243009 Shop Talk: Lay-health barbers offer health advice with style

Monday, October 31, 2011

Lisa Hoffman Falconer, MPH, CHES , Prevention Research Center, Tulane University School of Public Health and Tropical Medicine, New Orleans, LA
Catherine Haywood, BSW , Prevention Research Center, Tulane University School of Public Health and Tropical Medicine, New Orleans, LA
Keelia O'Malley, MPH , Prevention Research Center, Tulane University School of Public Health and Tropical Medicine, New Orleans, LA
Laura Dean, MPH , Dietetic Intern/Prevention Research Center, Tulane University School of Public Health and Tropical Medicine, New Orleans, LA
Carolyn C. Johnson, PhD , Community Health Sciences, Tulane School of Public Health and Tropical Medicine, New Orleans, LA
Donald (Diego) Rose, PhD, MPH , Tulane University School of Public Health, New Orleans, LA
Shop Talk was a pilot health promotion campaign that focused on engagement of barbers to serve as lay-health advisors to counsel their peers on important health issues. In the African-American community, barbershops have long been considered comfortable settings for personal conversations. The goal of Shop Talk was to employ barbers as lay-health advisors to positively change patron's attitudes about diet, physical activity and other health behaviors with a culturally-competent information campaign. The intervention included lay-health advisor training to barbers and distribution of the Feel Good Guide developed with barbers' input containing information on key health issues and other resources. To evaluate the implementation process, qualitative interviews were conducted post-intervention with barbers (n=21). All 21 participants responded positively when asked about the program and Feel Good Guide. Many suggestions for improvement were made, including the size of the book, the depth of the information and the selection of recipes. Ninety percent of participants reported they liked the lay-health advisor training. Most barbers reported they allowed their customers to initiate a conversation about health with the help of the Feel Good Guide. The most popular topics discussed were healthy eating, diabetes maintenance, blood pressure, physical activity and sexual health. All barbers expressed that their customers were making lifestyle changes as a result of the program. Data from this pilot study indicates the Shop Talk program is feasible and successful relative to implementation and participation. The lay-health advisor model employed by this program could be easily applied to other community-based settings.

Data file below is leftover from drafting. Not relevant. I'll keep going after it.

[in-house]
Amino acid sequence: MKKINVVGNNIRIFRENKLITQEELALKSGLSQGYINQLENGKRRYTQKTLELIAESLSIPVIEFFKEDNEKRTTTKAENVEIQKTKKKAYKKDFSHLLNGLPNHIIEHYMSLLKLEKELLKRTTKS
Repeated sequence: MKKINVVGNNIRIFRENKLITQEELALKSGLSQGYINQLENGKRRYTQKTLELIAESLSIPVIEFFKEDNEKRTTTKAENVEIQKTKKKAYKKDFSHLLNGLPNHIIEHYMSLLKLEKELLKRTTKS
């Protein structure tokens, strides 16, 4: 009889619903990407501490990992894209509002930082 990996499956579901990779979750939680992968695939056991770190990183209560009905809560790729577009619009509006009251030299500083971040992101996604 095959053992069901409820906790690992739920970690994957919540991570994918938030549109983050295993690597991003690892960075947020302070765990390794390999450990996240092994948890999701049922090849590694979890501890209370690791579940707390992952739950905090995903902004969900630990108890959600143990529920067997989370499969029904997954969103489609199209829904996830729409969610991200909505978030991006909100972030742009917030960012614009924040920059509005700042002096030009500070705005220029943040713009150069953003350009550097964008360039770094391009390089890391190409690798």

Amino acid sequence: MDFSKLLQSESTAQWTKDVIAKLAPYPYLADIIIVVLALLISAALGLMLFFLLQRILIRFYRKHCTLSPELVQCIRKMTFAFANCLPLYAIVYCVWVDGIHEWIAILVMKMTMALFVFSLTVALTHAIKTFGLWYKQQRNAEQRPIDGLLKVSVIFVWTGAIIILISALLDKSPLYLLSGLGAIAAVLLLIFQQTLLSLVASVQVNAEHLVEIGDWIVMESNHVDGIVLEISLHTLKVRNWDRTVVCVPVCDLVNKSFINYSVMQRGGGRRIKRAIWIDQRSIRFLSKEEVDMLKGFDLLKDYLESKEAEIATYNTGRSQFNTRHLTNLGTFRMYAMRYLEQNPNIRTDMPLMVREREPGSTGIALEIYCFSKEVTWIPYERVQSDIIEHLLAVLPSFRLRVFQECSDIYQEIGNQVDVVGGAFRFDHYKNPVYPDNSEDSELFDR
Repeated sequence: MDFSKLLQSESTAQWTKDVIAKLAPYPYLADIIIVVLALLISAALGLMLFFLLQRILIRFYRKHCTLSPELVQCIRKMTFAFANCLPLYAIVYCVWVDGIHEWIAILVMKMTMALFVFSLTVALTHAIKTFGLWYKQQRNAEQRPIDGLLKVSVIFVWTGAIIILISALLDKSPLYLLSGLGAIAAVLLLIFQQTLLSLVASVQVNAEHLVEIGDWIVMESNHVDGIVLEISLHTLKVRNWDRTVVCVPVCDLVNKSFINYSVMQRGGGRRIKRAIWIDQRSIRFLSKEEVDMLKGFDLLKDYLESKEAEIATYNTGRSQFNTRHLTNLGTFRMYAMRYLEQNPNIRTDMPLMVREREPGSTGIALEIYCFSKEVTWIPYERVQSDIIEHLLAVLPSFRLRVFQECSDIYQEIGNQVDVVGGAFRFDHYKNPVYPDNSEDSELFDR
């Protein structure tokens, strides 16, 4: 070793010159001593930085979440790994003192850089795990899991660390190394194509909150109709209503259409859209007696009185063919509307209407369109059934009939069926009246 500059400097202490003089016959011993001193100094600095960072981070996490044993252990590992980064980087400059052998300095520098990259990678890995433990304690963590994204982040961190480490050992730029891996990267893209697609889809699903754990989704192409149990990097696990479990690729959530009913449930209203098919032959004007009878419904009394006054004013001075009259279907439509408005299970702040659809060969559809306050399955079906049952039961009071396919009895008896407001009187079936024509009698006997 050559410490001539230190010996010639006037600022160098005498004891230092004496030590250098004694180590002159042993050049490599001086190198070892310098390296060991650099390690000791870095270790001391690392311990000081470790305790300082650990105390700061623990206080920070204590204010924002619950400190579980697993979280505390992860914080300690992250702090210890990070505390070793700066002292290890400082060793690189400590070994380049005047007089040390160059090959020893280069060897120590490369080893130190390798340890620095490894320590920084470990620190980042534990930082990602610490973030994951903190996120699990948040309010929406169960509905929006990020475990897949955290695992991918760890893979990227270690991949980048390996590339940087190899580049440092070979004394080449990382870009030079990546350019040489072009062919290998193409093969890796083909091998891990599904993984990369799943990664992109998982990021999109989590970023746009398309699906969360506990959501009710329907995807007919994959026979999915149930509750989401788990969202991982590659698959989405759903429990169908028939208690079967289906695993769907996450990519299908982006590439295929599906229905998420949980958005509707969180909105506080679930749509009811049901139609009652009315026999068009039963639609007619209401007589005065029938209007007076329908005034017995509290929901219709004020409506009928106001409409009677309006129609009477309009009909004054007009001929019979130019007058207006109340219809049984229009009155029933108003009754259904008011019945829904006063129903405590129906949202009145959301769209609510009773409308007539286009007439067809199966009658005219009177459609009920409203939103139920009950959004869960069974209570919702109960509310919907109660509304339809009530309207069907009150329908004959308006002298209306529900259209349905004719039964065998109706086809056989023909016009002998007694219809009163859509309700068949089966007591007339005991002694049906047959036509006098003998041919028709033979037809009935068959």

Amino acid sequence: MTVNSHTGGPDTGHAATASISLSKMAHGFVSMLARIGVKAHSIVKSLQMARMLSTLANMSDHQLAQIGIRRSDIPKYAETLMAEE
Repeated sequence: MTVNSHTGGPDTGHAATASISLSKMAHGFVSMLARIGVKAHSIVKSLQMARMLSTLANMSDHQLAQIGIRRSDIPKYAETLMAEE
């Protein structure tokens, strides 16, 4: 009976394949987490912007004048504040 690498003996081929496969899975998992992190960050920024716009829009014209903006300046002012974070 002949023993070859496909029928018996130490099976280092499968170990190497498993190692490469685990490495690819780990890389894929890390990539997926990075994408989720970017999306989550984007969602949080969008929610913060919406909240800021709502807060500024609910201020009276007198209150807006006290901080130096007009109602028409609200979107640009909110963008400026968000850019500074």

Learning Areas:
Administer health education strategies, interventions and programs
Conduct evaluation related to programs, research, and other areas of practice
Implementation of health education strategies, interventions and programs
Planning of health education strategies, interventions, and programs
Public health or related education

Learning Objectives:
1.Session participants will be able to outline the process of starting a community-health worker program in barbershops, beauty salons or churches and what support and resources such a program needs in order to be successful. 2.Session participants will be able to effectively design health promotion materials for dissemination to community-health workers in a barbershop/beauty salon setting based on qualitative feedback from the Shop Talk participants.

Keywords: Community-Based Health Promotion, African American

Presenting author's disclosure statement:

Qualified on the content I am responsible for because: I am a CHES who manages community-based health promotion programs, in particular the Shop Talk program highlighted in this abstract.
Any relevant financial relationships? No

I agree to comply with the American Public Health Association Conflict of Interest and Commercial Support Guidelines, and to disclose to the participants any off-label or experimental uses of a commercial product or service discussed in my presentation.